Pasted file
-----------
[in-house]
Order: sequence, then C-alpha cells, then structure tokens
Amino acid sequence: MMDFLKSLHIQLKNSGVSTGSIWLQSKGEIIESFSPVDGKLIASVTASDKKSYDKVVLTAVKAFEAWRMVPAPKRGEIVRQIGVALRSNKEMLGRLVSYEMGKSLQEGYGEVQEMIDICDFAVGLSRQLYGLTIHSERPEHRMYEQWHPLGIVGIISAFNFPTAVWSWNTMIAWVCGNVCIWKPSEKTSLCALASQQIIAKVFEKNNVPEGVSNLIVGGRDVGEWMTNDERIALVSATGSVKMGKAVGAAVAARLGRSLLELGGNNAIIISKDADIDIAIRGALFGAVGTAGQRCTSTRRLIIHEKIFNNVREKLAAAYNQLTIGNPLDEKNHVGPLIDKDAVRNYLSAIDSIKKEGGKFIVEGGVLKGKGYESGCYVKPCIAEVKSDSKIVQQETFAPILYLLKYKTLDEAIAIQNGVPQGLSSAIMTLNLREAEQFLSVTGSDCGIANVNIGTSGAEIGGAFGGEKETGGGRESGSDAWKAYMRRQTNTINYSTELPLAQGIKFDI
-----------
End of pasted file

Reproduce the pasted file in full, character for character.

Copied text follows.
[in-house]
Order: sequence, then C-alpha cells, then structure tokens
Amino acid sequence: MMDFLKSLHIQLKNSGVSTGSIWLQSKGEIIESFSPVDGKLIASVTASDKKSYDKVVLTAVKAFEAWRMVPAPKRGEIVRQIGVALRSNKEMLGRLVSYEMGKSLQEGYGEVQEMIDICDFAVGLSRQLYGLTIHSERPEHRMYEQWHPLGIVGIISAFNFPTAVWSWNTMIAWVCGNVCIWKPSEKTSLCALASQQIIAKVFEKNNVPEGVSNLIVGGRDVGEWMTNDERIALVSATGSVKMGKAVGAAVAARLGRSLLELGGNNAIIISKDADIDIAIRGALFGAVGTAGQRCTSTRRLIIHEKIFNNVREKLAAAYNQLTIGNPLDEKNHVGPLIDKDAVRNYLSAIDSIKKEGGKFIVEGGVLKGKGYESGCYVKPCIAEVKSDSKIVQQETFAPILYLLKYKTLDEAIAIQNGVPQGLSSAIMTLNLREAEQFLSVTGSDCGIANVNIGTSGAEIGGAFGGEKETGGGRESGSDAWKAYMRRQTNTINYSTELPLAQGIKFDI